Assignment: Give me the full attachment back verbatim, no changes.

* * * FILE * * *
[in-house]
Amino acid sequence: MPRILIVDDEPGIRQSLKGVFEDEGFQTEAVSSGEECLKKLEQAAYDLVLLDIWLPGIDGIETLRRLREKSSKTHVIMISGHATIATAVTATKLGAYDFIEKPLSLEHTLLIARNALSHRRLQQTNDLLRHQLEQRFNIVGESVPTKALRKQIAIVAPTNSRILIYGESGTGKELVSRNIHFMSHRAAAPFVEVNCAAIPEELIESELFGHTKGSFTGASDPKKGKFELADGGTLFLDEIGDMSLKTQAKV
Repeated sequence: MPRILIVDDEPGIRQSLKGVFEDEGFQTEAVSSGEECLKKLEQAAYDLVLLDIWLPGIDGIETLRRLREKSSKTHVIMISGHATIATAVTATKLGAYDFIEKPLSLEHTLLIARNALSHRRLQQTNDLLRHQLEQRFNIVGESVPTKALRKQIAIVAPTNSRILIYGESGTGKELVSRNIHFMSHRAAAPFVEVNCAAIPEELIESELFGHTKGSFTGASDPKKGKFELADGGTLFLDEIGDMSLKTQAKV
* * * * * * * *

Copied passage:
[in-house]
Amino acid sequence: MPRILIVDDEPGIRQSLKGVFEDEGFQTEAVSSGEECLKKLEQAAYDLVLLDIWLPGIDGIETLRRLREKSSKTHVIMISGHATIATAVTATKLGAYDFIEKPLSLEHTLLIARNALSHRRLQQTNDLLRHQLEQRFNIVGESVPTKALRKQIAIVAPTNSRILIYGESGTGKELVSRNIHFMSHRAAAPFVEVNCAAIPEELIESELFGHTKGSFTGASDPKKGKFELADGGTLFLDEIGDMSLKTQAKV
Repeated sequence: MPRILIVDDEPGIRQSLKGVFEDEGFQTEAVSSGEECLKKLEQAAYDLVLLDIWLPGIDGIETLRRLREKSSKTHVIMISGHATIATAVTATKLGAYDFIEKPLSLEHTLLIARNALSHRRLQQTNDLLRHQLEQRFNIVGESVPTKALRKQIAIVAPTNSRILIYGESGTGKELVSRNIHFMSHRAAAPFVEVNCAAIPEELIESELFGHTKGSFTGASDPKKGKFELADGGTLFLDEIGDMSLKTQAKV